DUNWOODY, Ga. — October marks the 12th month of DeKalb County being out of compliance with its agreement to provide ambulance services in Dunwoody, according to City Councilman Terry Nall.
The Memorandum of Understanding (MOU) with DeKalb County was approved by the Dunwoody City Council Nov. 5, 2018. It requires 90th percentile response times of 9 minutes or less for Advanced Life Support (ALS) and 15 minutes or less for Basic Life Support (BLS).
According to data presented to the council from the DeKalb County Fire Chief, the only time frame the county met those times was December 2018 for ALS, at 8 minutes and 56 seconds. However, that same month the response time for BLS was more than 20 minutes.
Ambulance Response Times
|Advanced Life Support 90th Percentile Response Time||Basic Life Support 90th Percentile Response Time|
“It is acknowledged directly [by DeKalb County] that the MOU is not just an understanding, but is a separate legally-binding agreement,” Nall said. “And yet today, the county remains noncompliant on response times and the GPS requirement.”
The city declared DeKalb County in breach of the MOU on July 8. The county has attested that it is not violating the contract because overall emergency medical response, provided through ambulances and fire rescue, does comply with the standards in the MOU.
At an Oct. 14 Dunwoody City Council meeting, Mayor Denis Shortal provided an update on his conversations with DeKalb County CEO Michael Thurmond. At the same time, Nall asked fellow council members to consider what they would be willing to do if the county continues to fail to comply.
Shortal said Thurmond did answer some of the city’s questions, such as clarifying that Rapid Response Vehicles (RRV) could be staffed by a paramedic or Emergency Medical Technician (EMT).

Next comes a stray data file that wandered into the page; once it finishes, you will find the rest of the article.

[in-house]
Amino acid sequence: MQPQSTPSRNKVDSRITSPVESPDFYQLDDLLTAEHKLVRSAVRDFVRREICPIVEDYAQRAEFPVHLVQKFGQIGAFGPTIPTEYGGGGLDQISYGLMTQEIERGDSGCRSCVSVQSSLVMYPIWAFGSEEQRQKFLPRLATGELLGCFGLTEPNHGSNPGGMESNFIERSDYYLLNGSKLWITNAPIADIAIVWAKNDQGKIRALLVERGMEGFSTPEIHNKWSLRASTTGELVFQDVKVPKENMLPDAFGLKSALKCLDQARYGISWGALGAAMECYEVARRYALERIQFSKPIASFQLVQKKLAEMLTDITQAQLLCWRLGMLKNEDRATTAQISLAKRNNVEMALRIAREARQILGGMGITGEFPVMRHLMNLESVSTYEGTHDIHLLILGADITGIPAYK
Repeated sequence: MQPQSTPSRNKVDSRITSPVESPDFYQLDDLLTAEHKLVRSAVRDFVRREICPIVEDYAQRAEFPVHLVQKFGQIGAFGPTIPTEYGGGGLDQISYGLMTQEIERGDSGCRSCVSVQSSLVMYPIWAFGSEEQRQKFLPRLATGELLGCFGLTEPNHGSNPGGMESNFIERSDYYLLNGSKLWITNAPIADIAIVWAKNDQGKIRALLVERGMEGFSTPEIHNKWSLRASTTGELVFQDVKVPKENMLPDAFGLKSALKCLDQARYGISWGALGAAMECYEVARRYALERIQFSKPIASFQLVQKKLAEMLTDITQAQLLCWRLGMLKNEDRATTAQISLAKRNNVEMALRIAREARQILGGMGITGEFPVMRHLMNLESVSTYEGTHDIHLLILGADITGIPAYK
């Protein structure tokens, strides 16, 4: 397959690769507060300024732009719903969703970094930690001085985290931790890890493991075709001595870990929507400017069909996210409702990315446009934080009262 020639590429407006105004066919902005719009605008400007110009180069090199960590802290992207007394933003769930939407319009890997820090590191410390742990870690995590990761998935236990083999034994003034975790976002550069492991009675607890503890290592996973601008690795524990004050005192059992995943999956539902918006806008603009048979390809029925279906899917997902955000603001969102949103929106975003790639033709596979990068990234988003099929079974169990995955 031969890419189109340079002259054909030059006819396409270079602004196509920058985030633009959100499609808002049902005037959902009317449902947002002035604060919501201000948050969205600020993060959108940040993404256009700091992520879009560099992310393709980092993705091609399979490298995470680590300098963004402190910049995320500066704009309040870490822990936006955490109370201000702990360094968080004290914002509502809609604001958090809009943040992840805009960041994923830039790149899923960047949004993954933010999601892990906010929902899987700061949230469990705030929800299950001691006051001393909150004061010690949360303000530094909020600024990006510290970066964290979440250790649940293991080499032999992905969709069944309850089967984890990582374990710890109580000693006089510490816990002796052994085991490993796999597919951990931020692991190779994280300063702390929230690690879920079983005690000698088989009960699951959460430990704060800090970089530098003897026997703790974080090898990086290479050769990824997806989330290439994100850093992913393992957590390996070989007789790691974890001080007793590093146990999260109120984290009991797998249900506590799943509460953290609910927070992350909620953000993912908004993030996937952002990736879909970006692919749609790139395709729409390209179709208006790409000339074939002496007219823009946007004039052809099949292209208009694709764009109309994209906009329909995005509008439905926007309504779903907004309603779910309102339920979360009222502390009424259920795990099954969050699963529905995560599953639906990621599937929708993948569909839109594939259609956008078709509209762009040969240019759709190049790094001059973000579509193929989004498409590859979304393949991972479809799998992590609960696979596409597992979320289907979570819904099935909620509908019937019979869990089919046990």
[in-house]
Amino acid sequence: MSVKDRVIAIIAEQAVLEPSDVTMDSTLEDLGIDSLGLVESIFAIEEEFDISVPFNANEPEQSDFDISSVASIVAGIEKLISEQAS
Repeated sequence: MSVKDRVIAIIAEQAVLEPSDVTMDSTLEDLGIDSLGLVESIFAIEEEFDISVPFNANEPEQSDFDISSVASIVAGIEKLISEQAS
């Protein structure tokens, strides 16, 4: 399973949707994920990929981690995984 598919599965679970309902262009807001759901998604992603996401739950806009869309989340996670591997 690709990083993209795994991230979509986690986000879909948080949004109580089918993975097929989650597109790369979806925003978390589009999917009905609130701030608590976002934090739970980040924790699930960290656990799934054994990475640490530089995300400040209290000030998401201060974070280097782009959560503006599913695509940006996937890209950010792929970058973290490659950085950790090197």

The mayor confirmed all Dunwoody units have radio-frequency identification (RFID) technology installed, but not the MOU-required GPS. The county said it is working with a vendor on the GPS systems.
Mayor Shortal had previously asked for a fourth full-time unit in Dunwoody, and the response was that DeKalb County would do a modeling to determine if that would improve the response times. DeKalb County has since said they don’t have the equipment to do the modeling.
“I think we can justify a fourth unit here because of the geographical problems we have with mutual support,” Shortal said. “A great proportion of the city of Dunwoody is not bordered by DeKalb County … The percentage of calls that are answered from outside Dunwoody is high enough that the fourth unit would most likely cover that.”
Instead, DeKalb County said they will try to enhance response times by stationing the units that are already in Dunwoody closer to the geographical location with the largest number of calls.
“That’s going to be something for the council,” Shortal said. “We have to decide if we’re going to give them that latitude.”
Shortal said he has requested another meeting with the CEO one-on-one. Nall praised the mayor for work to date.
“There’s no question we’ve seen significant improvements with the ambulance services here in Dunwoody,” Nall said.
Still, Nall said he was looking for more precise action steps that the county would take.
“The question I would ask of council is at what point do we take the county attorney at their word and treat this as a legally binding document and resolve it accordingly,” Nall said. “What action would we take if this was a contractor that was in persistent noncompliance with a legally binding document?”